Goodby and Silverstein Revisit Their Greatest Hits, and Notorious Misses, in Cannes Talk

30 years of great work, and unforgettable stories

CANNES, France—Jeff Goodby and Rich Silverstein told some great stories from their 30-plus years together at a seminar before an adoring crowd at the Palais here Thursday. And true to form, it was a funny and honest talk, with the creative partners recalling almost as many failures as successes—punctuated by an abounding gratitude for what they've accomplished, and the people they've met along the way.

They began, for example, with the topic of getting fired—something Goodby, Silverstein & Partners has endured many times over the years.

"The last time I was on this stage, I was here with Joel Ewanick, my client at GM," Goodby said. "We were both fired within months. He used a really bad word that starts with M and has a lot of letters in it. That got back to Dan Akerson, the CEO of GM, and that was a really bad thing," he added with a chuckle. (The word was motherfucker, and it was hardly the only profanity uttered in their 2012 seminar, which was lively—apparently too much so.)

Not that getting fired is always the worst thing in the world. But it can be frustrating when you feel like you're doing good work for a client.

"We've done some of our best work before being fired. It's just a rotating thing," said Silverstein. "The new CMO comes in. It doesn't matter how good you've been. You're on the chopping block."

The pair then told three funny firing stories.


"I met the new CEO. It wasn't even the CMO," Silverstein recalled. "I thought, of course we're going to continue with them. We did great work. And the first thing he said to me was, 'Thanks for destroying my company.' So, we didn't continue with that guy."



"We lost it after doing this wonderful spot [with Kevin Bacon]," Silverstein said. "And I've never seen another spot from this company. So you never know what's going on in the world." The Logitech spot was actually a tie-in with Google TV, which Silverstein jokingly dismissed. "Who has a Google TV out there? I don't think it worked. And who has the Logitech mouse? I hope Google's not in the audience," he added with a laugh, "because we are available for work."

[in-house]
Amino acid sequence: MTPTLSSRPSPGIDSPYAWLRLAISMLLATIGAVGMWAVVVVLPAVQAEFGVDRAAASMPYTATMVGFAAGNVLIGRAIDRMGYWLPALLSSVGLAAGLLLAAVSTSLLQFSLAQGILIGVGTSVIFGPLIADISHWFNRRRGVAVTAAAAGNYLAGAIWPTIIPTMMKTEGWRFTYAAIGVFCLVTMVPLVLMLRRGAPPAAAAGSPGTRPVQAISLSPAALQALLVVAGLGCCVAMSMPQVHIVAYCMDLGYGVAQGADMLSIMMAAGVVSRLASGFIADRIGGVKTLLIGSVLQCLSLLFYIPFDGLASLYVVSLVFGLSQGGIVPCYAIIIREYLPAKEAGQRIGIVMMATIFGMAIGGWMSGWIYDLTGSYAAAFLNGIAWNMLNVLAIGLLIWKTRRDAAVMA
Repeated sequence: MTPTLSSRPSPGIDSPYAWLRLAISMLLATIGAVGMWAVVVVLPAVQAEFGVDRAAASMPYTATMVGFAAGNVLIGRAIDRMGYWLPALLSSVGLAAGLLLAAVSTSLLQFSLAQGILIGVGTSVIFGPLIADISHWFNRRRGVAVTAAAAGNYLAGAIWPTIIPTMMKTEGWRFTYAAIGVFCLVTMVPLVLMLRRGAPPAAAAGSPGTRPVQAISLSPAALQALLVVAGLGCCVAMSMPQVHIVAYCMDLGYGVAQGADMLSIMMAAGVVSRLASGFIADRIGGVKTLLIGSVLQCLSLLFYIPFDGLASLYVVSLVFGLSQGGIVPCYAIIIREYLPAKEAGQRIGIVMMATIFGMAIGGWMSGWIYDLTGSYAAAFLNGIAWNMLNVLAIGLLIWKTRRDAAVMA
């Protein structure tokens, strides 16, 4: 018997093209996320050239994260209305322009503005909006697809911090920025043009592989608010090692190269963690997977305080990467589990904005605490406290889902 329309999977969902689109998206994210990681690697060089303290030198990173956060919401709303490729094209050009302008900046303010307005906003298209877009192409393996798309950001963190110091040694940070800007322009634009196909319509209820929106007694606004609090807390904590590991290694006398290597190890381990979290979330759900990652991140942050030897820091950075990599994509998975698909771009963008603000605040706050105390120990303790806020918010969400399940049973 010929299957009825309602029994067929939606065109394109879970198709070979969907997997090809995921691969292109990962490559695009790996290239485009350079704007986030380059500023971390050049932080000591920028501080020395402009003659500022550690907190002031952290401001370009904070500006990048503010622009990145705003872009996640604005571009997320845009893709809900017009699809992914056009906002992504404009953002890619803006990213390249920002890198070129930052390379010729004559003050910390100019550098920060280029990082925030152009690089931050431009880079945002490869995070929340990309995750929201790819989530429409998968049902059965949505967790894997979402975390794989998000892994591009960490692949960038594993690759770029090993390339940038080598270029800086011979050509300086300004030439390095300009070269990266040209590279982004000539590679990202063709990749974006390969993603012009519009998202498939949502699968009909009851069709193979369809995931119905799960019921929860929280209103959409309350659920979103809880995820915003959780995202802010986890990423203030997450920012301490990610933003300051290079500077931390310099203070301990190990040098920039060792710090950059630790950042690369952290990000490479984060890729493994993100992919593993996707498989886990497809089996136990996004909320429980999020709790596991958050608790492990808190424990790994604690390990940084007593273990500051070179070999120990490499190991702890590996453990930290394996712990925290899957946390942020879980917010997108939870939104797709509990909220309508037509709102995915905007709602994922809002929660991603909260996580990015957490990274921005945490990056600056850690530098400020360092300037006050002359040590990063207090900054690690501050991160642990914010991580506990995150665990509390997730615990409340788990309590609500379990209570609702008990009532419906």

Goodby then ran an NBA spot from GS&P, which never aired, that used CGI to show a LeBron James jersey getting unburned—celebrating his return to Cleveland. "It certainly had something to do with us not getting any more assignments from those people," he said. "I think the mood of it was just not right. If you're a basketball fan, I think you enjoy it."



In the case of Adobe, GS&P actually turned around what seemed to be a broken relationship.

"In this case, we quit. If you can't get fired, you might as well quit," Silverstein joked. "We weren't doing any good work for them. The process was broken, and it was frustrating. They had this product, this great brand that we knew we could do something for. I always say that I called the client and said, 'I quit.' But actually Robert [Riccardi], our partner, went in person—and the CMO threw a stapler at him. But then I got a call from Shantanu [Narayen], who was the new CEO of Adobe, and it all turned around."

He then showed "Dream On," the Adobe spot that won gold and silver Cyber Lions here earlier this week and is in the running in the Film competitions, too.